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Published: January 21st 2020
We arrive from the overnight train journey about 930am.
My first opinion of Hanoi is that despite being large city, full of Vietnamese people who drive like psychos, it's still a lot more chill and quiet than Saigon (Ho Chi Minh).
We check into our hotel, my room's on level 8 - the elevator only goes to level 7.. AGAIN. I'm not quite sure how they designed these hotels, but what a fucking ball ache.
We do some sight seeing to see: Long Bein Bridge, The Literature Museum, One pillar pogada, outside of the Ho Chi Minh Mausoleum, his house and then the biggest waste of time ever - the crashed B52 Plane. It looks like someone had a fight with a can opener. It was an epic walk through a narrow alleyway full of shops with crazy motorbike's going passed though.
I wake up early and go find coffee close to the place I've planned to have breakfast. I'm starting to realise Google's stated business hours are less reliable than Simon Bridges political campaign promises. By this stage, it's 630am, nothing's open and I'm about to piss myself. You probably think I put too much information into this blog sometimes, but my opinion is: Not enough.
Anyway, I find a place that's open and have my first Coconut Coffee which is delicious! (That was the whole point of all this segment - to inform you that it's good)
While we're on the bus to our Home stay, Manh decides to talk to us a little bit about the state of politics in Vietnam and how they're not allowed to protest or say anything remotely negative about the government. When were talking 'protest' that could be anything, from animal rights climate change, etc.
Basically if you do so, you'll get arrested, tortured or killed. They're a communist state and have had several civil wars. Most people are too afraid to stand up for their rights and they're entirely controlled by fear.
To make matters worse, they're competely brain washed into being patriotic and thinking their government does good things to make them proud to be Vietnamese. "We are helping out in Africa and when other troops see our Vietnamese flag on our uniform, they just let us go straight through!" It's kinda astounding how comfortable they are eating up this bullshit propaganda and it makes you appreciate how lucky we are in New Zealand a lot more.
We arrive at the Sung Village Homestay located in the mountain region to the West of Hanoi. The village is populated by the Vietnamese ethnic group called Dao Tien and has approximately 70 households. This is one of a few villages close by the Da Bac Community Based Tourism group work with in conjunction with my tour group Intrepid.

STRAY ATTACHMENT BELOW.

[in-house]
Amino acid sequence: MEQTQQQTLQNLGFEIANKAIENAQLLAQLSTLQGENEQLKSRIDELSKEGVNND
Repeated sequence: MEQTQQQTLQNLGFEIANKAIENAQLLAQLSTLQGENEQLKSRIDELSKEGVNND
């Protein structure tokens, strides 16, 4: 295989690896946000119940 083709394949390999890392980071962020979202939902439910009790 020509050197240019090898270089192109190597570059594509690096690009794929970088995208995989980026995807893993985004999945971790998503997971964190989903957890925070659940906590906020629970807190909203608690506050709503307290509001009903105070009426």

Our Homestay has clearly had some money poured into it in comparison to the other houses in the village. Manh told us Intrepid provided them with a loan. The loan means they could afford to make the place cater for more people which helps them bring more money to the village.
The rest of the village is small, with dirt roads, lots of dogs, chickens, ducks and pigs kicking about.
We go for a wonder, then on the way back see a couple of kids kicking a football around. We ask them if they want to play a game, they call over a few more mates and we have a game with sticks as goal posts. A few locals come along to watch us, they've had a few more white people come to the village in the passed few years, but they still find us interesting.
One of the kids playing with us on my team I've nicknamed Ronaldo as her turned up wearing a jacket and pants, we get him to join our team, he takes them off and he's cranking a full football kit with boots (albeit clearly second hand and competely beat up). Ronaldo is maybe 7 years old and easily the best on the pitch - leagues above the others in his village. It's sad this kid because of where he lives, will never get recognised for all the talent he has.
We go for a wonder through the village and stop in at one of the local houses. They have 3 generations living with them all in one big room. Given there's three generations, you wondered how they got down. Like that'd be gross as to wake up to.
We go exploring further and come across a large cave full of bats. The photo's I took make this look incredibly average, but it's pretty cool really.
We go back to the Homestay, where we have drinks and dinner, then the locals perform their native dance for us.
The next day, we're up early and go trekking through the countryside and down a large mountain. Some of the scenery there was absolutely stunning and the pictures really don't do it justice.
We then take a boat over to a local fishing village called Da Bia. It's a lovely little place, with little happening. We have lunch then because the weather took a turn, we end our boat journey early and get stuck in some rural as fuck fishing village, waiting for the bus to pick us up. It was weird, because the whole village was hanging out together and we just turned up unannounced and sat there outside one of their properties waiting for the bus.
That's enough for today, tomorrow we're off to Cat Ba Island.
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